DC Federal appeals court upholds Mueller investigation

A federal appeals court in Washington, D.C. on Tuesday turned aside a legal challenge to the Special Counsel investigation into Russian interference in the 2016 election, ruling that Robert Mueller was legally appointed by Deputy Attorney General Rod Rosenstein, rejecting the arguments brought by an associate of Roger Stone.

A three judge panel said Andrew Miller, who has been found in contempt of court for refusing to comply with a grand jury subpoena, did not prove that Mueller's appointment was illegal, as the judges said Rosenstein was legally vested with the power to appoint Mueller, with then Attorney General Jeff Sessions recused from the Russia investigation.

"The statutory and regulatory scheme demonstrate, contrary to Miller’s contention, that at the time of Special Counsel Mueller’s appointment, Acting Attorney General Rosenstein was the “Head of Department” under the Appointments Clause as to the matter on which the Attorney General was recused," the judges ruled in a 16 page opinion issued on Tuesday morning.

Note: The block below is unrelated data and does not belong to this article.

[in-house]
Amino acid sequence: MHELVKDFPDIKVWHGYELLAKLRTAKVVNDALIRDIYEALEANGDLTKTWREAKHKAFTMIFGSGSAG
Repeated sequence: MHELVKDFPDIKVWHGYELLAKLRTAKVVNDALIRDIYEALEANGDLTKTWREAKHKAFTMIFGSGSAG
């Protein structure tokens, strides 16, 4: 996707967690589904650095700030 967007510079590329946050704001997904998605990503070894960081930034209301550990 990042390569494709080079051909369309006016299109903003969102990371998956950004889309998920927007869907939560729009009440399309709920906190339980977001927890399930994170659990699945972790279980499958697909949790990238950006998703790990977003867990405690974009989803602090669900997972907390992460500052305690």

"Miller’s view that the Attorney General’s recusal did not make the Deputy Attorney General the “Acting” Attorney General, and, therefore, the Deputy Attorney General lacked authority to appoint Special Counsel Mueller as an inferior officer, ignores the statutory scheme," the ruling added.

A federal district judge had ruled against Miller’s bid to avoid grand jury testimony - today’s ruling affirmed that.

“Special Counsel Mueller was properly appointed by a head of Department, who at the time was the Acting Attorney General,” the judges wrote, referring to the actions of Deputy Attorney General Rosenstein.

Miller’s effort to avoid grand jury testimony is one of two cases which the Special Counsel has been fighting in federal courts in Washington - the other involves the ‘mystery’ case of a foreign company owned by a still unnamed foreign government.

Miller’s options include accepting the decision and testifying before the grand jury, appealing this case to the U.S. Supreme Court, or continuing to defy the order to testify - in which case he could be jailed.

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